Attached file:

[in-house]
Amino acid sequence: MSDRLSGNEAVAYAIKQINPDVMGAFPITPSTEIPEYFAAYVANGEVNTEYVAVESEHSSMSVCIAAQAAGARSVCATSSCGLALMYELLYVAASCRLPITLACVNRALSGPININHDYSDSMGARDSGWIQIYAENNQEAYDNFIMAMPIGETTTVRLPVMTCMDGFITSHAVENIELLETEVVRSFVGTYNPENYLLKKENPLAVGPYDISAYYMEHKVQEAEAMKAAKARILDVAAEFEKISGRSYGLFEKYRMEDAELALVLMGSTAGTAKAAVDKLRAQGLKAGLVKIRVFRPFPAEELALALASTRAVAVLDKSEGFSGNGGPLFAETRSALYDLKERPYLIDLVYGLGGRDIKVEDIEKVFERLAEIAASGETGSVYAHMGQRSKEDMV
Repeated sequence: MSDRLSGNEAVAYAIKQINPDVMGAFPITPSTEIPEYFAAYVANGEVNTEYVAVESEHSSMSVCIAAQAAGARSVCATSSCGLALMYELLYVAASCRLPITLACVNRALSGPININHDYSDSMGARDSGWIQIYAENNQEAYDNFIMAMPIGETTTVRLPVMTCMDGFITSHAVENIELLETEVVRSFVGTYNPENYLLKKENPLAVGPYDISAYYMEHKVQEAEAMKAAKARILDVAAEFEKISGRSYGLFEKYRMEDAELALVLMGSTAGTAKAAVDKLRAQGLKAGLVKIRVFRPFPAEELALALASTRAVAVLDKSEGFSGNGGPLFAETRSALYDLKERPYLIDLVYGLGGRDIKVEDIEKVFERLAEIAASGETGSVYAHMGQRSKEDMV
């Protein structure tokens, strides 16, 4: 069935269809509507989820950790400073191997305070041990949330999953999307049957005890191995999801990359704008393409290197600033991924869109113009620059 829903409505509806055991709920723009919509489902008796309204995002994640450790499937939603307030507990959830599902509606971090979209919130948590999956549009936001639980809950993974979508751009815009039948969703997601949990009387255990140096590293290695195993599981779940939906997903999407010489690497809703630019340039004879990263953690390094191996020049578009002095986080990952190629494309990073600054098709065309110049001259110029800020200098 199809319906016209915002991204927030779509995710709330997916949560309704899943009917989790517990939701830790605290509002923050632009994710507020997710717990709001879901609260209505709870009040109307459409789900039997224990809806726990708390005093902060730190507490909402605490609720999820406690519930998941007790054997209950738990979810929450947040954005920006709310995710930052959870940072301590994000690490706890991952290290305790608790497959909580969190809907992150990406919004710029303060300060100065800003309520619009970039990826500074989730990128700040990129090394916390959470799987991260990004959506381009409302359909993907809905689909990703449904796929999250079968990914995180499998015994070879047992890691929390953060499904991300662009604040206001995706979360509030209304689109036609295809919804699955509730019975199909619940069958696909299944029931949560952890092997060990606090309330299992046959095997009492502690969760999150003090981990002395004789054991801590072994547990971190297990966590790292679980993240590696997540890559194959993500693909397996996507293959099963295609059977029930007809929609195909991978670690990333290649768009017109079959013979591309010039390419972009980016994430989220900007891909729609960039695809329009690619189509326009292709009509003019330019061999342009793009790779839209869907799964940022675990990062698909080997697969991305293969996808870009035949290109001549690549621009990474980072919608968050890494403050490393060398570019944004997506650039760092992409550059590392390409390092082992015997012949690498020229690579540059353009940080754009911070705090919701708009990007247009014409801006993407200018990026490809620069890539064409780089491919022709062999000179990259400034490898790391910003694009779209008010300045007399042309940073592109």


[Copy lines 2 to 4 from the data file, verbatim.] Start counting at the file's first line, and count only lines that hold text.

Amino acid sequence: MSDRLSGNEAVAYAIKQINPDVMGAFPITPSTEIPEYFAAYVANGEVNTEYVAVESEHSSMSVCIAAQAAGARSVCATSSCGLALMYELLYVAASCRLPITLACVNRALSGPININHDYSDSMGARDSGWIQIYAENNQEAYDNFIMAMPIGETTTVRLPVMTCMDGFITSHAVENIELLETEVVRSFVGTYNPENYLLKKENPLAVGPYDISAYYMEHKVQEAEAMKAAKARILDVAAEFEKISGRSYGLFEKYRMEDAELALVLMGSTAGTAKAAVDKLRAQGLKAGLVKIRVFRPFPAEELALALASTRAVAVLDKSEGFSGNGGPLFAETRSALYDLKERPYLIDLVYGLGGRDIKVEDIEKVFERLAEIAASGETGSVYAHMGQRSKEDMV
Repeated sequence: MSDRLSGNEAVAYAIKQINPDVMGAFPITPSTEIPEYFAAYVANGEVNTEYVAVESEHSSMSVCIAAQAAGARSVCATSSCGLALMYELLYVAASCRLPITLACVNRALSGPININHDYSDSMGARDSGWIQIYAENNQEAYDNFIMAMPIGETTTVRLPVMTCMDGFITSHAVENIELLETEVVRSFVGTYNPENYLLKKENPLAVGPYDISAYYMEHKVQEAEAMKAAKARILDVAAEFEKISGRSYGLFEKYRMEDAELALVLMGSTAGTAKAAVDKLRAQGLKAGLVKIRVFRPFPAEELALALASTRAVAVLDKSEGFSGNGGPLFAETRSALYDLKERPYLIDLVYGLGGRDIKVEDIEKVFERLAEIAASGETGSVYAHMGQRSKEDMV
């Protein structure tokens, strides 16, 4: 069935269809509507989820950790400073191997305070041990949330999953999307049957005890191995999801990359704008393409290197600033991924869109113009620059 829903409505509806055991709920723009919509489902008796309204995002994640450790499937939603307030507990959830599902509606971090979209919130948590999956549009936001639980809950993974979508751009815009039948969703997601949990009387255990140096590293290695195993599981779940939906997903999407010489690497809703630019340039004879990263953690390094191996020049578009002095986080990952190629494309990073600054098709065309110049001259110029800020200098 199809319906016209915002991204927030779509995710709330997916949560309704899943009917989790517990939701830790605290509002923050632009994710507020997710717990709001879901609260209505709870009040109307459409789900039997224990809806726990708390005093902060730190507490909402605490609720999820406690519930998941007790054997209950738990979810929450947040954005920006709310995710930052959870940072301590994000690490706890991952290290305790608790497959909580969190809907992150990406919004710029303060300060100065800003309520619009970039990826500074989730990128700040990129090394916390959470799987991260990004959506381009409302359909993907809905689909990703449904796929999250079968990914995180499998015994070879047992890691929390953060499904991300662009604040206001995706979360509030209304689109036609295809919804699955509730019975199909619940069958696909299944029931949560952890092997060990606090309330299992046959095997009492502690969760999150003090981990002395004789054991801590072994547990971190297990966590790292679980993240590696997540890559194959993500693909397996996507293959099963295609059977029930007809929609195909991978670690990333290649768009017109079959013979591309010039390419972009980016994430989220900007891909729609960039695809329009690619189509326009292709009509003019330019061999342009793009790779839209869907799964940022675990990062698909080997697969991305293969996808870009035949290109001549690549621009990474980072919608968050890494403050490393060398570019944004997506650039760092992409550059590392390409390092082992015997012949690498020229690579540059353009940080754009911070705090919701708009990007247009014409801006993407200018990026490809620069890539064409780089491919022709062999000179990259400034490898790391910003694009779209008010300045007399042309940073592109």